There are times when growing up is just plain confusing and filled with emotions. But it's one thing for your child to be feeling blue and an entirely different thing for them to be depressed and having thoughts of suicide. Find out what signs parents should look out for to detect the early signs of depression.

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Startling statistics 1

Startling statistics

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"Latina girls have the highest incidence of depression among any other ethnic or racial group in the female adolescent demographic, and this has translated into an elevated rate of suicide," explains clinical psychologist Dr. Karen Caraballo. In fact, it's the third leading cause of death for Hispanic girls between ages 10-14, according to the Centers for Disease Control and Prevention.

It's important for parents to be aware of the signs early and seek professional help for their child, "because untreated depression can worsen, last months to years … and can lead to suicide," Dr. Caraballo adds.


Duration of Sadness 2

Duration of Sadness

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While it’s normal for a kid to feel sad if they’re experiencing changes like moving to a new city or new school, their parents separate or divorce, or there’s an illness in the family. But if the sadness persists for more than two weeks and interferes with schoolwork, social activities, hobbies or special interests, it may indicate the child has clinical depression, says Dr. Caraballo. "It’s depression when the sadness and mood changes become overwhelming, involve physical symptoms, and last for long periods of time,” she adds. "And it keeps the child or teen from leading a normal life." 


Changes in Behavior 3

Changes in Behavior

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While symptoms of depression in children vary, some common signs include changes in appetite, whether it’s increased or decreased. Due to those changes a child can experience weight loss or put on some pounds. If your child is sleeping too much or too little, has vocal outburst or crying, trouble concentrating, thinking or making decisions, or experiences high levels of fatigue or loss of energy, it could be more than the common adolescent blues. “Social withdrawal within the family or friends context is often a really early sign,” Dr. Roberto Blanco, child psychiatrist and assistant professor of psychiatry at the University of North Carolina, Chapel Hill, says.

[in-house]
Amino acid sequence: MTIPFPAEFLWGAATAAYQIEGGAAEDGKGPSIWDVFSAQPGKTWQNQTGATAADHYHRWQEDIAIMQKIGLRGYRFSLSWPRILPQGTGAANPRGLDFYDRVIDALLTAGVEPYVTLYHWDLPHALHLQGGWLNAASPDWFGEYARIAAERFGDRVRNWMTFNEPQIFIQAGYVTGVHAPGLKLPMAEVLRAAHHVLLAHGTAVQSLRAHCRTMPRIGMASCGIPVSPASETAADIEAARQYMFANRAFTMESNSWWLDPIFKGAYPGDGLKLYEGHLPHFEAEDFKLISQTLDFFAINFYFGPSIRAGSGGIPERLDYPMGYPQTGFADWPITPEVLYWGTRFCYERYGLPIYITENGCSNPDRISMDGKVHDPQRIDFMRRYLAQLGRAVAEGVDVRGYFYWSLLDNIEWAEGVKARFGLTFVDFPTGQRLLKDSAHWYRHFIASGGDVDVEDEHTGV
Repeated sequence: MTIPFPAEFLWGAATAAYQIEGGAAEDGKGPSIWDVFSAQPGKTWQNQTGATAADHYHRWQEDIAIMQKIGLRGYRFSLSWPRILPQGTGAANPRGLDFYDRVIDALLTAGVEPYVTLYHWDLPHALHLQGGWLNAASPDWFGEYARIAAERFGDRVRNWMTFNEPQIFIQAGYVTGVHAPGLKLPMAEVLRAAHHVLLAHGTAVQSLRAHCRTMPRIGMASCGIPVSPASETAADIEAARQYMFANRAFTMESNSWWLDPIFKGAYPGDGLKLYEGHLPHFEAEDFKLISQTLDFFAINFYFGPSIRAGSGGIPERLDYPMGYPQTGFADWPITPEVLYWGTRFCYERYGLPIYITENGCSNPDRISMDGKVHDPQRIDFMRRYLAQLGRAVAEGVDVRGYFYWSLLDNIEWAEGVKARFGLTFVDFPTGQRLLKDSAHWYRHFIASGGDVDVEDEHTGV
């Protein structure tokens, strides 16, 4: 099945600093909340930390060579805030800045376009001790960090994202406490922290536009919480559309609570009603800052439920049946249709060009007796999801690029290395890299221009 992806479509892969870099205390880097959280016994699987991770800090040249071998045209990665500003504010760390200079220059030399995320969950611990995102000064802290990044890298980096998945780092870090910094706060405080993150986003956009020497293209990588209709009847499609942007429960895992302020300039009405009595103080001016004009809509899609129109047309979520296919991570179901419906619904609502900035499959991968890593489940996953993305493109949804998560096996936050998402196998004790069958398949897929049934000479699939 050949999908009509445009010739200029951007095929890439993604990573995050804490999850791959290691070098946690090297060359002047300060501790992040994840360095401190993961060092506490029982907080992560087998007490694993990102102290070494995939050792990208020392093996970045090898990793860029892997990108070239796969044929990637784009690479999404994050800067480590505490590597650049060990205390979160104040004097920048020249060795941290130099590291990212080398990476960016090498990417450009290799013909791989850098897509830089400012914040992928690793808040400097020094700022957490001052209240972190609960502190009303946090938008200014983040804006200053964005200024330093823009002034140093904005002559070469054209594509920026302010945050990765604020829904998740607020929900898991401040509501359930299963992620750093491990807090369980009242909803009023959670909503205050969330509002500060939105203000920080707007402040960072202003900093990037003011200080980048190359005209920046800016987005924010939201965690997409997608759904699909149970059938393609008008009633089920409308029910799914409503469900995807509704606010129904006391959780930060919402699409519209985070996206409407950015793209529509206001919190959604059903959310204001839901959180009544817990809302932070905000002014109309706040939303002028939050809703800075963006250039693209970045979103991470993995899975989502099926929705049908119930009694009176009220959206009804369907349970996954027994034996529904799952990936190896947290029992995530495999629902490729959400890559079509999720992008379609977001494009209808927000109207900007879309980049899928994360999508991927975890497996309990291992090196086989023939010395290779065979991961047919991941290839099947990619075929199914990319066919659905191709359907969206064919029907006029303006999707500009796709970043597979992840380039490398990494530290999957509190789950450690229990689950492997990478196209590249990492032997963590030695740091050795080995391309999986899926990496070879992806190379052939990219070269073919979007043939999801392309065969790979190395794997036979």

Continuous feelings of hopelessness 4

Continuous feelings of hopelessness

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If your child is being so hard on themselves that they constantly feel they're worthless or are weighed down by feelings of guilt, there may be more to their growing pains. The continuous feeling of hopelessness, withdrawing from friends and activities and physical complaints like having stomachaches and headaches with no medical reason, can indicate the onset of depression and could lead to thoughts of suicide. “Most people who consider suicide don’t want to die,” Dr. Caraballo says. “They see suicide as a solution to a problem and a way to end their pain.”


Suicidal tendencies 5

Suicidal tendencies

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If your child has a preoccupation with death or suicide in conversations, drawings, or writing, it may be a cause for concern. If they’re displaying hostile behavior, giving away his or her belongings, or making suicidal statements publicly via social media or a letter, for example, “these signs should be taken seriously and parents should seek professional help immediately,” Dr. Caraballo advises.


High Risk Activities 6

High Risk Activities

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"All depression symptoms are serious but behaviors that require immediate intervention include: engaging in high-risk activities like drug use and sex, self mutilation like cutting and burning, and suicidal ideation like discussing plans to hurt themselves,” Dr. Caraballo says. Furthermore, Dr. Blanco adds that "collecting medication, knives, hazardous chemicals and severe social isolation or writing goodbye notes to family and friends," are very concerning signs of depression and suicide.


Cultural Nuances 7

Cultural Nuances

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Discovering who you are as a teen is hard enough, imagine being a child or teenager from another country trying to fit into their new surroundings. "Compared to documented adolescents, undocumented adolescents were at greater risk of anxiety, and children in mixed-status families were at greater risk of anxiety and marginally greater risk of depressive symptoms," Dr. Caraballo explains. Furthermore, a large majority of Latino youth from immigrant households come from cultural backgrounds where it’s unheard of to ask for help outside of the family or seek mental health services. The stigma and fear of being labeled as "loca" and "enferma mental" is real.